Let’s get one thing straight here Avs fans, I’m as frustrated with Wojtek Wolski’s inconsistent performances over the past few seasons as all of you are, but the comparisons to former Avs players need to stop. I have heard one too many things lately and just wanted to throw some facts, thoughts, and comparisons at all of you to see if they may change your mind just a little bit.
The main thing that inspired this post was a recent conversation on my buddy James “Tapeleg” Gralian’s, Rink Podcast. Every once in a while he has guests from Twitter that call in and they record a special podcast called a “Tweetcast.” He recently had an Avs representative, James from Denver, who goes by the username of BleedBurgundy on Twitter. The link to the Tweetcast podcast is here in case you want to give it a listen. In the show, James compared Wojtek Wolski’s lack of production to the Avalanche career of Alex Tanguay. So much talent and it just seems like they don’t do as much as they can on a consistent basis for the team. All I hear is that they could have been/can be so much better if they just played with a little more passion. I felt the same way about both of them until I looked at the numbers. The stats rarely lie.
What many Avs fans fail to realize about Alex Tanguay is that he’s the fourth leading scorer in Avalanche history with a nice round 400 points. Adam Deadmarsh is next on the all-time scoring list with 129 points less than Tanguay with 271. Tanguay trails two future Hall of Famers (Sakic and Forsberg) and Avs long-time stud Milan Hejduk and that’s it. Could Tanguay have been better overall? I’d say yes. Did he play on some amazing teams with all kinds of talent around him? Absolutely. Has Tanguay been far from great ever since the talent around him has been nowhere near what it was when he was with our Avs? Yes. Did he get the job done though when he wore an Avalanche sweater? I’d have to say, based on the numbers, a pretty strong yes to that as well. Those Avs names are serious company and pretty much anyone would look like they’re not that great in comparison to some of the players Tanguay played with here in Denver.
We can also compare Tanguay’s numbers to another Avs fan favorite, Chris Drury. By comparison, Drury scored a little over half the points with the Avs than Tanguay did (222). Sure Drury scored some huge playoff goals and has been appropriately labeled “clutch” for those performances, but when we look at the postseason numbers they both have the same exact amount of Avs playoff points with 50. Do Wolski and Tanguay really compare? I actually hope they do someday. That would be really nice.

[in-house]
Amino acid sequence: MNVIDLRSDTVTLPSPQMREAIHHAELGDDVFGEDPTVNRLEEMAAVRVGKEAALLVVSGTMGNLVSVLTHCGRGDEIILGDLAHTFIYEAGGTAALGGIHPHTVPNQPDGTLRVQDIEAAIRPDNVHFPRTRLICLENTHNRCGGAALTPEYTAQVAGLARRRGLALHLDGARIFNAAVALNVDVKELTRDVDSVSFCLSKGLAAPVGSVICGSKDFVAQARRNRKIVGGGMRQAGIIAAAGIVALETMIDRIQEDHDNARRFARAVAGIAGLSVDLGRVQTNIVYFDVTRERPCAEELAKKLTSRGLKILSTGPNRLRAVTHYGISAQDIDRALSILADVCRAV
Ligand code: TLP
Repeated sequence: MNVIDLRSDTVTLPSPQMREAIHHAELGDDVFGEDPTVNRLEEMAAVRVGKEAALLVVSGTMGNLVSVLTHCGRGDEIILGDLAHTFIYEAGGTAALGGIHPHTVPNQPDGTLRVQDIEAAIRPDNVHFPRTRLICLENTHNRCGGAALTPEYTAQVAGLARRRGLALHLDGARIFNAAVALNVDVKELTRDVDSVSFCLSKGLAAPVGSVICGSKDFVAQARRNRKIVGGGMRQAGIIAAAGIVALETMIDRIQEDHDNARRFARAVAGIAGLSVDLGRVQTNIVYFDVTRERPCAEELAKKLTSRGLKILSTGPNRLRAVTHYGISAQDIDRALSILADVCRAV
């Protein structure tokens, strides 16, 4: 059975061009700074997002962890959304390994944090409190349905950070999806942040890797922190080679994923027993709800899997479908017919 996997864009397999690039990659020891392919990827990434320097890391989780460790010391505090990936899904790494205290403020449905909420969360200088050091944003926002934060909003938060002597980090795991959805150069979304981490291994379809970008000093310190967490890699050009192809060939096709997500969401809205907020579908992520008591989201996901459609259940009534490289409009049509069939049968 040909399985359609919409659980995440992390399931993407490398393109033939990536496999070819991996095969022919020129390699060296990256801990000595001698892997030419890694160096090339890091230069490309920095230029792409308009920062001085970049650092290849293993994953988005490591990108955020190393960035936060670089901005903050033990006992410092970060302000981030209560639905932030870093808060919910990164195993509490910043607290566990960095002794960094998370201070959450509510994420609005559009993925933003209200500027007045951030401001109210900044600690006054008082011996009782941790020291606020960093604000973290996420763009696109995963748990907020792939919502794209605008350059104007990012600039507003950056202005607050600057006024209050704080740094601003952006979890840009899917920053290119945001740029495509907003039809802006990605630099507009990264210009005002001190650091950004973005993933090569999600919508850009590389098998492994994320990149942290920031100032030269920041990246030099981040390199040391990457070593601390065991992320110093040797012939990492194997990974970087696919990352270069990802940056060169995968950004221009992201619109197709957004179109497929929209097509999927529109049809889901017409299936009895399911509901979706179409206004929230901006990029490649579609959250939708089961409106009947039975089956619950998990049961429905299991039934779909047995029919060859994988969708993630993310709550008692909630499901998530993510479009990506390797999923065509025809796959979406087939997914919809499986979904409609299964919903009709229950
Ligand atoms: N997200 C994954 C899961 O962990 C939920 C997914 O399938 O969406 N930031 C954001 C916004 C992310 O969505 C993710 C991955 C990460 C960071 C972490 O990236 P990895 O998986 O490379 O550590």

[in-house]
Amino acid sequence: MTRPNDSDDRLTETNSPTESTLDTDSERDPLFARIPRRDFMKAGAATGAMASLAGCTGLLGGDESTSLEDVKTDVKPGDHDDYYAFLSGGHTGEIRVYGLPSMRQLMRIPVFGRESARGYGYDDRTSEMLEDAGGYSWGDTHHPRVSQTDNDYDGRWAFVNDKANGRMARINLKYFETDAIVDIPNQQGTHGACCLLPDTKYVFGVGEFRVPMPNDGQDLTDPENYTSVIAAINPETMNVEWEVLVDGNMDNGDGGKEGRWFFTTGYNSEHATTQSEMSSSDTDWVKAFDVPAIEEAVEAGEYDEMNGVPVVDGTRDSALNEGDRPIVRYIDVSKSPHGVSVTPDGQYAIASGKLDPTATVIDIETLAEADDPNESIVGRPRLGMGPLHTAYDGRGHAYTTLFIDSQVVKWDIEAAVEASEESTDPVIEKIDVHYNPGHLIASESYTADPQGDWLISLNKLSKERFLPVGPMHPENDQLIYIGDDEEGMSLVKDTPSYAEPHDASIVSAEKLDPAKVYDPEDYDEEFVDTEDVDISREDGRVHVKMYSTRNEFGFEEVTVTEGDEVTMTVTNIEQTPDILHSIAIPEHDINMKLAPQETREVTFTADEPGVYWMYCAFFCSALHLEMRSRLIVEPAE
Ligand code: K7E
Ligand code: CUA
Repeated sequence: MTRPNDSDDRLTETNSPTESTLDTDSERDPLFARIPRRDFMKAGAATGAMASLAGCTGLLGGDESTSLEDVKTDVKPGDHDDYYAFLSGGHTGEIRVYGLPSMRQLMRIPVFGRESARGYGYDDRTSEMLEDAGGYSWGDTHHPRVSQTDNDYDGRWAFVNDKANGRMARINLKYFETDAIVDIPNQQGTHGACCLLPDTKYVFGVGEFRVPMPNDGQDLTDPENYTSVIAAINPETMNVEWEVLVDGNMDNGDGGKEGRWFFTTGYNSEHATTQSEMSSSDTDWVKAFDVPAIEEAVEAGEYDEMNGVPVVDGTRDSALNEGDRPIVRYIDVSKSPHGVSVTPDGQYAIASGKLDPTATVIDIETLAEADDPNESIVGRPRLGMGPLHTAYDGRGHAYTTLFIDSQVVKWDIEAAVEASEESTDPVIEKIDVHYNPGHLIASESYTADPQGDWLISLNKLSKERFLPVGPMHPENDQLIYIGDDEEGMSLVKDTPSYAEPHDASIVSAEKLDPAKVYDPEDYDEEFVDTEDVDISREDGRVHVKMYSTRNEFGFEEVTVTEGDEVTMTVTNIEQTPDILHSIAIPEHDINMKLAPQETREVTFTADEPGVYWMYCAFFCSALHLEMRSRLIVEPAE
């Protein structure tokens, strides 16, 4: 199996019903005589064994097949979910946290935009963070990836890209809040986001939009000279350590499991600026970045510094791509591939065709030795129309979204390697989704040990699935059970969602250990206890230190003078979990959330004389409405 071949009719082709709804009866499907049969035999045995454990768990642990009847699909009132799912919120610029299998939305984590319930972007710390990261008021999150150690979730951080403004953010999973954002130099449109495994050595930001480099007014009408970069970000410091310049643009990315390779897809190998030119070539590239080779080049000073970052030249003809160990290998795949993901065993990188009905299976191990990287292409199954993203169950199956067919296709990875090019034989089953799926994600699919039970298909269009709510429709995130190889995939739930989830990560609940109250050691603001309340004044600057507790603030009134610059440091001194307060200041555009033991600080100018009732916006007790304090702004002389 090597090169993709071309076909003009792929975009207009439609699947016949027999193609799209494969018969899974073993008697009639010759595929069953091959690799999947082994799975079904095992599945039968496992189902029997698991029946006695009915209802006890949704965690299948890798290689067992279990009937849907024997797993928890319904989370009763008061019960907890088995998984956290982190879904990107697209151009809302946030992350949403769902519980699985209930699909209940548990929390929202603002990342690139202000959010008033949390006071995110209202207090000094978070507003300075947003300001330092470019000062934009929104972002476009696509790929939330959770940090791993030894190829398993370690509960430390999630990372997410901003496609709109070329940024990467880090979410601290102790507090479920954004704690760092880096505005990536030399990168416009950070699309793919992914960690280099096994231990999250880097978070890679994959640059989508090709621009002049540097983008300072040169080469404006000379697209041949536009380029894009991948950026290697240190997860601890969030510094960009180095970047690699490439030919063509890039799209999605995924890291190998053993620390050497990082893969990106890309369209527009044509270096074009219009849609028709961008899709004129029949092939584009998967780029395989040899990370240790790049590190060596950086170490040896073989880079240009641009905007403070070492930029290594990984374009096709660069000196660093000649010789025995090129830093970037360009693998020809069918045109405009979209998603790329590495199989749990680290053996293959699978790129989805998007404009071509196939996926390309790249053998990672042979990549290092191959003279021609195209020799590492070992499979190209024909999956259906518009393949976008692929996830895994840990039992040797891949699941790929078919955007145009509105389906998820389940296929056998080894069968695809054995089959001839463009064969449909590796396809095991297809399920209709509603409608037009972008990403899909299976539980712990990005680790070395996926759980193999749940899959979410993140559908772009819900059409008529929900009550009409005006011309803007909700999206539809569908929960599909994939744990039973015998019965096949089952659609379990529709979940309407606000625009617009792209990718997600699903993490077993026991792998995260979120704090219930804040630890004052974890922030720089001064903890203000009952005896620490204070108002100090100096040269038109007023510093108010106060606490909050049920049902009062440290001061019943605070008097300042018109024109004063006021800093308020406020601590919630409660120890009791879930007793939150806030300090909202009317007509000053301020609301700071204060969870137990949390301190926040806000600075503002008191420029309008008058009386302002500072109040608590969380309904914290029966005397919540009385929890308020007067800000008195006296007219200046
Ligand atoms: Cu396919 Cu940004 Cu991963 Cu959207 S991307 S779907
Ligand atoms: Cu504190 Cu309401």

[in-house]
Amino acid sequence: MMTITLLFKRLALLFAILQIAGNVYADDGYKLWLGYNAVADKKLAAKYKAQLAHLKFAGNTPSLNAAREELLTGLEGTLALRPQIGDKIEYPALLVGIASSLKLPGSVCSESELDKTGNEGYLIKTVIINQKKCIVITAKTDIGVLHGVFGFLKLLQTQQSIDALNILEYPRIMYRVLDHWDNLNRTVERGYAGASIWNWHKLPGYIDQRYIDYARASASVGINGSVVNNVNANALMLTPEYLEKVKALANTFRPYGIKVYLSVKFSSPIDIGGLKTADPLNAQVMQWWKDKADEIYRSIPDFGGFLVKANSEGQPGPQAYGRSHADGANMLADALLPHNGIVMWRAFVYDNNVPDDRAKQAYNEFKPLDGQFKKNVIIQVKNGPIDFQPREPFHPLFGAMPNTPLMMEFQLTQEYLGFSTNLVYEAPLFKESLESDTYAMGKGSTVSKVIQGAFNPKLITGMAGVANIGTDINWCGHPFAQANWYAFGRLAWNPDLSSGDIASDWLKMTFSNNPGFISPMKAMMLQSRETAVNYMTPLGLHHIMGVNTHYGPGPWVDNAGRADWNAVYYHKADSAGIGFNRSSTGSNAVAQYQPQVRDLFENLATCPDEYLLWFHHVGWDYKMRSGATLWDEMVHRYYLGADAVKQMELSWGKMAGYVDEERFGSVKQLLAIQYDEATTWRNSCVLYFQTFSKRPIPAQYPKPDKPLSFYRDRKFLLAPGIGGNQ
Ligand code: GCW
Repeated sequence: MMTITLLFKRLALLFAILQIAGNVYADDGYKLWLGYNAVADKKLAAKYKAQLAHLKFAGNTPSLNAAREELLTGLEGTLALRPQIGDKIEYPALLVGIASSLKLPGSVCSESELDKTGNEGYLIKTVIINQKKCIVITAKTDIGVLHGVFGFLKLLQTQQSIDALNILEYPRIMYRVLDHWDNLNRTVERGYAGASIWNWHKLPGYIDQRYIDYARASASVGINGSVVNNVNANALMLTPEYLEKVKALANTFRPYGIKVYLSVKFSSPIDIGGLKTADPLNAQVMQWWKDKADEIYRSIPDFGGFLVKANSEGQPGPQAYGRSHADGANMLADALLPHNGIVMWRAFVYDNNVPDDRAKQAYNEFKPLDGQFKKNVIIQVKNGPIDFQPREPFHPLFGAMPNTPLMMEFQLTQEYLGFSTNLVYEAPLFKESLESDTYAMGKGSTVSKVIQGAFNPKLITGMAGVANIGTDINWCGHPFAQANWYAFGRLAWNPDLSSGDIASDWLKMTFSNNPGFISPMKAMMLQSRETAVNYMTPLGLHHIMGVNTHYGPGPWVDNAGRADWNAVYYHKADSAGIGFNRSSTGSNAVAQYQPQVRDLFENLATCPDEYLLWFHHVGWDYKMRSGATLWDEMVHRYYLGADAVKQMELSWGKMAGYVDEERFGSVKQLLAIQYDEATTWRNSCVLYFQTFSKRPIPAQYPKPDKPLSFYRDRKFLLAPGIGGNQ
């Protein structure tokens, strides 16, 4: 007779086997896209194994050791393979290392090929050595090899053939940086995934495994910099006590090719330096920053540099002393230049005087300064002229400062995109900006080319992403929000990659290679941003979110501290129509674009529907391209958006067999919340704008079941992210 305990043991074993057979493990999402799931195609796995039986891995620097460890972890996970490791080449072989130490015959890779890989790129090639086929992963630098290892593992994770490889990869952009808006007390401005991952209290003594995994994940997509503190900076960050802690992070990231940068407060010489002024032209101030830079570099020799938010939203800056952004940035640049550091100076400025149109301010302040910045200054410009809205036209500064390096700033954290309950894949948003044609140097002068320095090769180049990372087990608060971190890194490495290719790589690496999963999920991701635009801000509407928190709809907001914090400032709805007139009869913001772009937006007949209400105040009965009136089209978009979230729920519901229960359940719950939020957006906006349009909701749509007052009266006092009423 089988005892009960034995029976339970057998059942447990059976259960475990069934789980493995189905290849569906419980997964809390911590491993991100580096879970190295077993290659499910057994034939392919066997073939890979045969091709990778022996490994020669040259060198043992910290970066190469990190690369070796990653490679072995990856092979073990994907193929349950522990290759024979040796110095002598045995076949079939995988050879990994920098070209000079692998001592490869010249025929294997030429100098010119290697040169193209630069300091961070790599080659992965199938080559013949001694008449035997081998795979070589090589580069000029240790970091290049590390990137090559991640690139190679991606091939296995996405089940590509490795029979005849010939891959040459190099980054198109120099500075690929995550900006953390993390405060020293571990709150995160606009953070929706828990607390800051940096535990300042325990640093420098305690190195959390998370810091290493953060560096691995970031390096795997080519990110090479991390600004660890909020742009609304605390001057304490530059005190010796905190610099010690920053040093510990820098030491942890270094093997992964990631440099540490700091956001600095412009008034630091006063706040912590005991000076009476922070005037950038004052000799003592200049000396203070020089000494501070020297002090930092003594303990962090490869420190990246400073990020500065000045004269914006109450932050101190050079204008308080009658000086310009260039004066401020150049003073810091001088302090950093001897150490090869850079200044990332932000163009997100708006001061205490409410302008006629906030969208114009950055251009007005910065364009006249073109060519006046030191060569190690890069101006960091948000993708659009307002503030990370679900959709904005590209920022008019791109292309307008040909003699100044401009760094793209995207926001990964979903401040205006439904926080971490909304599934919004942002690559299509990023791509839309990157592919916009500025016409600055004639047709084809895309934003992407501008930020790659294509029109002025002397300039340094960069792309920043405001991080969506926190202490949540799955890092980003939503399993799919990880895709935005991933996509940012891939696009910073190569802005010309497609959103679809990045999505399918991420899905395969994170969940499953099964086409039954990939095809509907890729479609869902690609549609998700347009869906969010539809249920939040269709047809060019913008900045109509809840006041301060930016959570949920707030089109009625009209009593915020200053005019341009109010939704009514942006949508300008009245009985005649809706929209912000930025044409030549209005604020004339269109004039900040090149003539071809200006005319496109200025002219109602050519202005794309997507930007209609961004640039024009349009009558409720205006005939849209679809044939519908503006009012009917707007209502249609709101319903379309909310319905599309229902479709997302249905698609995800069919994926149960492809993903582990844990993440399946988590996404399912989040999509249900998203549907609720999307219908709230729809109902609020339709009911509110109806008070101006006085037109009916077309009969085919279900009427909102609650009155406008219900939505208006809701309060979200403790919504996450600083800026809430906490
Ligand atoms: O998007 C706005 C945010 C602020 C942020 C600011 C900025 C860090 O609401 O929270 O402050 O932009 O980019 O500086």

And while we’re at it, let’s talk about a new reality Avs fan need to get used to. Just because Wojtek Wolski shows promise as a young talented offensive player does not mean that he is going to put up Sakic-like, Forsberg-esque, or even Tanguay-like numbers any time soon or even ever. That’s what we’ve been used to and spoiled by in the past as Avs fans and it’s definitely time to adjust that perspective a little bit. It’s time to look at the whole situation in a realistic way, Wojtek Wolski’s just not that good (and I even hesitate to throw a “yet” in here.) Believe me though, I want Wolski to be one of the guys that leads the Avs back to the promise land and I’m definitely rooting for him to do so.
On the other hand, we can look at the bright and youthful side of the Avs organization. Here are the ages of some of the Avs on the current roster:
Wolski: 23 Paul Stastny: 23 Matt Duchene and Ryan O’Reilly: 18 T.J. Galiardi: 21 Cody McLeod and David Jones: 25 Chris Stewart: 22 Kyle Quincey: 24 Kyle Cumiskey: 23
Based on the team’s performance this season so far and the ages of the players listed above, the thing we have on our side as Avs fans is time. Let’s be patient with this team (and with Wolski and Stastny especially as they’re only 23) and see where time takes us.
So…sit back, relax, and look down the road. Looking back, appreciating, and even comparing to the past isn’t necessarily a bad thing, let’s just do our best though to keep everything in perspective. Things are looking good, it’s just going to take some time, and we have plenty of that on our side.